Length: 179 pp
Author: Voddie Baucham
“If you can’t say ‘Amen!’ you can say ‘Ouch!’” so Voddie often says. Well I say “Ouch!” and “Amen!” to his book Family Shepherds. Convicting but not condemning, men, you will not only be encouraged but equipped to shepherd you family after reading this book.
Ask any Christian, “Who is responsible for discipling children?” and you’re likely to get the right answer: “Their parents.” However, probe further and you’ll find confusion, conflation, equivocation, and perhaps downright indignation toward any approach to discipleship that’s actually predicated on this unquestioned premise. While we all agree on the clear biblical mandate for parents to disciple their children, we’re unclear as to what that entails. We’re even less clear on the role the church is to play in offering instruction and support in this endeavor.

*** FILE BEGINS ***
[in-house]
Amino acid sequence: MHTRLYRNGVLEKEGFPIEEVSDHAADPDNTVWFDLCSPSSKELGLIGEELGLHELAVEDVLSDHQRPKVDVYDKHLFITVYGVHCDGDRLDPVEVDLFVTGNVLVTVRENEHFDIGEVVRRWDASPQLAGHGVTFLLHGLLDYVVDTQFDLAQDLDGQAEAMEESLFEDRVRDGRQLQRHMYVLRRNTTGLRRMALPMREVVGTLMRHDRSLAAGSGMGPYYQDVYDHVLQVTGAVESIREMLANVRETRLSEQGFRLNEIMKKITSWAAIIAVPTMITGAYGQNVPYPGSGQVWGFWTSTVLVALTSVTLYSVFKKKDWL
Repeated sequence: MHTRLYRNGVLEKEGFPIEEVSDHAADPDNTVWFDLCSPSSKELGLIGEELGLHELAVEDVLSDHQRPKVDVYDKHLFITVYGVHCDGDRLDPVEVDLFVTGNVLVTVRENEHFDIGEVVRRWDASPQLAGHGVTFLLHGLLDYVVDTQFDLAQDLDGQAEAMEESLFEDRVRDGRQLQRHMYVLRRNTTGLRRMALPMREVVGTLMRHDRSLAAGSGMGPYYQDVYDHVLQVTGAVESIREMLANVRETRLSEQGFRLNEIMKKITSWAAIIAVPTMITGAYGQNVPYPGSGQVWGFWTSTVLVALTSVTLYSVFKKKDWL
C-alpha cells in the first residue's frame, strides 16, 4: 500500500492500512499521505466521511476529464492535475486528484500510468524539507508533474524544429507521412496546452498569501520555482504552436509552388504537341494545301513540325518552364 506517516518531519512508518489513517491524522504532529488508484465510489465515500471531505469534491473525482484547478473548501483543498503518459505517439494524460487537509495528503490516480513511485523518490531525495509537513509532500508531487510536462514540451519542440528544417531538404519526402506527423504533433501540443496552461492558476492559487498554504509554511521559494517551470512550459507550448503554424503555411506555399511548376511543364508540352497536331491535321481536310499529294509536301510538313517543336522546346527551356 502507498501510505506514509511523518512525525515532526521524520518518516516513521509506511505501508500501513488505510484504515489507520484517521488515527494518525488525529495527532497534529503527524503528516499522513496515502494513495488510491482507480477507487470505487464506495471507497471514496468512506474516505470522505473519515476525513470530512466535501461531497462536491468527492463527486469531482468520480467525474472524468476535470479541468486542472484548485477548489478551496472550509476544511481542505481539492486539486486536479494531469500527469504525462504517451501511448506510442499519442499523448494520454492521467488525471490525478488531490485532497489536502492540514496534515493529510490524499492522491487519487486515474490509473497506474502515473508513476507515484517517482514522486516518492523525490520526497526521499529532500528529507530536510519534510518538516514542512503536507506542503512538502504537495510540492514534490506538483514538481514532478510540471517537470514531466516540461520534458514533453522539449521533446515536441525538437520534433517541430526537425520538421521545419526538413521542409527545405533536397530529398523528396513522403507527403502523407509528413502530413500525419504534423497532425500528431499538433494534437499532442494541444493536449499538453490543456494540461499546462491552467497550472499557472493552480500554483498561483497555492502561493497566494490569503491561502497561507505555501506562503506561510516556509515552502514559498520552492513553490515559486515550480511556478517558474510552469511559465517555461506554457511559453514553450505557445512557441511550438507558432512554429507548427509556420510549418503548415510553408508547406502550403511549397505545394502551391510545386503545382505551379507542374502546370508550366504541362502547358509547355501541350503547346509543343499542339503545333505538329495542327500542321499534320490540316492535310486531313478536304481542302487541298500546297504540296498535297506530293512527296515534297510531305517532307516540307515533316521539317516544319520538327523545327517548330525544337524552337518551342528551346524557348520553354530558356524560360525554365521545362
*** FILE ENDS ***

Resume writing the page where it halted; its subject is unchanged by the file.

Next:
Part of the problem lies in that we usually begin from the wrong starting point. Virtually all the debate over the discipleship of young people begins with the assumption that church structures and programs such as the nursery, children’s church, Sunday school, and youth group are foundational discipleship tools, and whatever happens must take place within that framework. But what if those things didn’t exist? What if there were no nurseries, or youth groups, or Sunday schools? How, then, would we propose a plan for one generation to “tell to the coming generation the glorious deeds of the LORD, and his might, and the wonders that he has done” (Ps. 78:4)?
Fortunately, we don’t have to invent such a scenario from scratch. All we have to do is open the pages of the Bible and begin reading. There we find a world where the aforementioned programs and ministries did not exist; there we find a disciple-making model that looks almost nothing like the institutional structures with which we’ve become so familial. And there we find family shepherds.